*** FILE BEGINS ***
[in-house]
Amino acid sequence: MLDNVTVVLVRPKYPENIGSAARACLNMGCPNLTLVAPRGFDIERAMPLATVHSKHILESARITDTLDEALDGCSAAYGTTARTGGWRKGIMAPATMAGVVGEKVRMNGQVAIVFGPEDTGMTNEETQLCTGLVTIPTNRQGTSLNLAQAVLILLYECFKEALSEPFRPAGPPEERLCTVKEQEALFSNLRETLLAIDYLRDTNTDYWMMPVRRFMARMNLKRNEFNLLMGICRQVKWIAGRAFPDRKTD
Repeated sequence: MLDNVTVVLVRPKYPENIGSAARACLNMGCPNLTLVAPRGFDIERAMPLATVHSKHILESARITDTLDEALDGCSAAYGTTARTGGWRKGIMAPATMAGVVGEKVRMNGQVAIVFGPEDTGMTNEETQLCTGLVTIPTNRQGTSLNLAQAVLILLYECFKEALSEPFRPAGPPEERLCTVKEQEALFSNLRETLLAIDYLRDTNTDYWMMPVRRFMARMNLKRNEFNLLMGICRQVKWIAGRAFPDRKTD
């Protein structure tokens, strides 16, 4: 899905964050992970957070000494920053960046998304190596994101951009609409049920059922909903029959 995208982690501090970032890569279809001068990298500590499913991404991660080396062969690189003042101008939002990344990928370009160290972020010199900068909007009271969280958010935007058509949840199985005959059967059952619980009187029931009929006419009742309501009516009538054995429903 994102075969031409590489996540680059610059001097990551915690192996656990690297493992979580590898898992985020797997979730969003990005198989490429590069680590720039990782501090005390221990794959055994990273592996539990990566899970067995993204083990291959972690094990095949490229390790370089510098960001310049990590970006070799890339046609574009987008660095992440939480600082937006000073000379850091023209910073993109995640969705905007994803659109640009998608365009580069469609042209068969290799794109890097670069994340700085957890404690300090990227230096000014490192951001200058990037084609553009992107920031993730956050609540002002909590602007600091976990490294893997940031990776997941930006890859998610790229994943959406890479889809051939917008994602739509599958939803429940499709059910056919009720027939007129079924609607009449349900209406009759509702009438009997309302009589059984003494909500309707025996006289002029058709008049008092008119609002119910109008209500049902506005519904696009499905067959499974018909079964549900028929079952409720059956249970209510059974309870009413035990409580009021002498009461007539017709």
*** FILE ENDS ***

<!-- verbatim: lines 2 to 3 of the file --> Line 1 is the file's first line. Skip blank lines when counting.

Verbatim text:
Amino acid sequence: MLDNVTVVLVRPKYPENIGSAARACLNMGCPNLTLVAPRGFDIERAMPLATVHSKHILESARITDTLDEALDGCSAAYGTTARTGGWRKGIMAPATMAGVVGEKVRMNGQVAIVFGPEDTGMTNEETQLCTGLVTIPTNRQGTSLNLAQAVLILLYECFKEALSEPFRPAGPPEERLCTVKEQEALFSNLRETLLAIDYLRDTNTDYWMMPVRRFMARMNLKRNEFNLLMGICRQVKWIAGRAFPDRKTD
Repeated sequence: MLDNVTVVLVRPKYPENIGSAARACLNMGCPNLTLVAPRGFDIERAMPLATVHSKHILESARITDTLDEALDGCSAAYGTTARTGGWRKGIMAPATMAGVVGEKVRMNGQVAIVFGPEDTGMTNEETQLCTGLVTIPTNRQGTSLNLAQAVLILLYECFKEALSEPFRPAGPPEERLCTVKEQEALFSNLRETLLAIDYLRDTNTDYWMMPVRRFMARMNLKRNEFNLLMGICRQVKWIAGRAFPDRKTD